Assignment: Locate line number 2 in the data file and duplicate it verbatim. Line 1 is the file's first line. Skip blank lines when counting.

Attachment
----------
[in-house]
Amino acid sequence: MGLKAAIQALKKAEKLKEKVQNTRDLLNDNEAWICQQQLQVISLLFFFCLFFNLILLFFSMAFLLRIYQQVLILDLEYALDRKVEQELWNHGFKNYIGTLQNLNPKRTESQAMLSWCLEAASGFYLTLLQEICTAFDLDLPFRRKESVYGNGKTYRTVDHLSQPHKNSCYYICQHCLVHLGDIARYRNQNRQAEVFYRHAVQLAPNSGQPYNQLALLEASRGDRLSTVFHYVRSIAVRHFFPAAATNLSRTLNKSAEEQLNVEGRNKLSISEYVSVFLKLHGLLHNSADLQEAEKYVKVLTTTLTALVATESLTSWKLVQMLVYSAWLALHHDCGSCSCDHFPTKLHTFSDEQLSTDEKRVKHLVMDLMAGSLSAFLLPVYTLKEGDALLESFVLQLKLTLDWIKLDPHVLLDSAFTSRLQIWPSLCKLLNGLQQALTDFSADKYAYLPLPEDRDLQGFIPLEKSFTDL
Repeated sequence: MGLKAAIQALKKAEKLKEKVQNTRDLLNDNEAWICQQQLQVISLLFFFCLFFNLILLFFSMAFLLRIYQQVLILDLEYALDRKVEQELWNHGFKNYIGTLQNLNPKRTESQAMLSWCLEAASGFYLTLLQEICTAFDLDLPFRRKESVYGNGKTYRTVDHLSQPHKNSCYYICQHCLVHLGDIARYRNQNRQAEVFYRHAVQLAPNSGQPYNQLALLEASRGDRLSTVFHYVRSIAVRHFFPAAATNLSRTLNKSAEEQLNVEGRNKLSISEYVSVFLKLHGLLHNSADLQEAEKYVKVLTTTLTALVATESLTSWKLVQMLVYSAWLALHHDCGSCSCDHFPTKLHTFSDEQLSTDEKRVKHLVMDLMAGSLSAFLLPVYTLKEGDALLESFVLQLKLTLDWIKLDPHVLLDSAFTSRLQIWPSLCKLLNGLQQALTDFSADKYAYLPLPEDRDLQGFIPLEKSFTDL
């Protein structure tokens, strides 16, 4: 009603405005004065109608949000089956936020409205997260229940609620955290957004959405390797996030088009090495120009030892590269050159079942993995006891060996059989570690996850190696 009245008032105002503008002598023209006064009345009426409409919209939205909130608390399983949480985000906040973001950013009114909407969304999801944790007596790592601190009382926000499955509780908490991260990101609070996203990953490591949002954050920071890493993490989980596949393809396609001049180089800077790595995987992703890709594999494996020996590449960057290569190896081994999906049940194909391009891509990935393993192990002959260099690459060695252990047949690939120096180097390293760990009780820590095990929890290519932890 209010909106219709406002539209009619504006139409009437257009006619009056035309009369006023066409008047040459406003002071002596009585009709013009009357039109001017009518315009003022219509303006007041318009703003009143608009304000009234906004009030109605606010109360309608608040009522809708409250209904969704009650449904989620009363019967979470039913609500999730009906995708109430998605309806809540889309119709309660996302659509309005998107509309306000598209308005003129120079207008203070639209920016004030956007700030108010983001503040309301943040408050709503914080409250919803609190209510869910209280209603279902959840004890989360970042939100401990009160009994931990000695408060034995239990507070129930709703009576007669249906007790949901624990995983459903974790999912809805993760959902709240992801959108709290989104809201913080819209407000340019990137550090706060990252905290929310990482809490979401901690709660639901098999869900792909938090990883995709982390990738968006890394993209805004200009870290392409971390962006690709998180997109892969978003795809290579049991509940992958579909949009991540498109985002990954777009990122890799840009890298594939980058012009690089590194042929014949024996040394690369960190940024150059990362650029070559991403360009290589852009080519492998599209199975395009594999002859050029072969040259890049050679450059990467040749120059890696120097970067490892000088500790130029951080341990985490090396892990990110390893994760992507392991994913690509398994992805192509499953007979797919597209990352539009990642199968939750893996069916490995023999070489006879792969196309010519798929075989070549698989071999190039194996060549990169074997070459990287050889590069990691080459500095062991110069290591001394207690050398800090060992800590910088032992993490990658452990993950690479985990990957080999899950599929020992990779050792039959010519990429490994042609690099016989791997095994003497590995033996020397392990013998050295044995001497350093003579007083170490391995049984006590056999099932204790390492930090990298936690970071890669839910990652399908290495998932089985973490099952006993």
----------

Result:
Amino acid sequence: MGLKAAIQALKKAEKLKEKVQNTRDLLNDNEAWICQQQLQVISLLFFFCLFFNLILLFFSMAFLLRIYQQVLILDLEYALDRKVEQELWNHGFKNYIGTLQNLNPKRTESQAMLSWCLEAASGFYLTLLQEICTAFDLDLPFRRKESVYGNGKTYRTVDHLSQPHKNSCYYICQHCLVHLGDIARYRNQNRQAEVFYRHAVQLAPNSGQPYNQLALLEASRGDRLSTVFHYVRSIAVRHFFPAAATNLSRTLNKSAEEQLNVEGRNKLSISEYVSVFLKLHGLLHNSADLQEAEKYVKVLTTTLTALVATESLTSWKLVQMLVYSAWLALHHDCGSCSCDHFPTKLHTFSDEQLSTDEKRVKHLVMDLMAGSLSAFLLPVYTLKEGDALLESFVLQLKLTLDWIKLDPHVLLDSAFTSRLQIWPSLCKLLNGLQQALTDFSADKYAYLPLPEDRDLQGFIPLEKSFTDL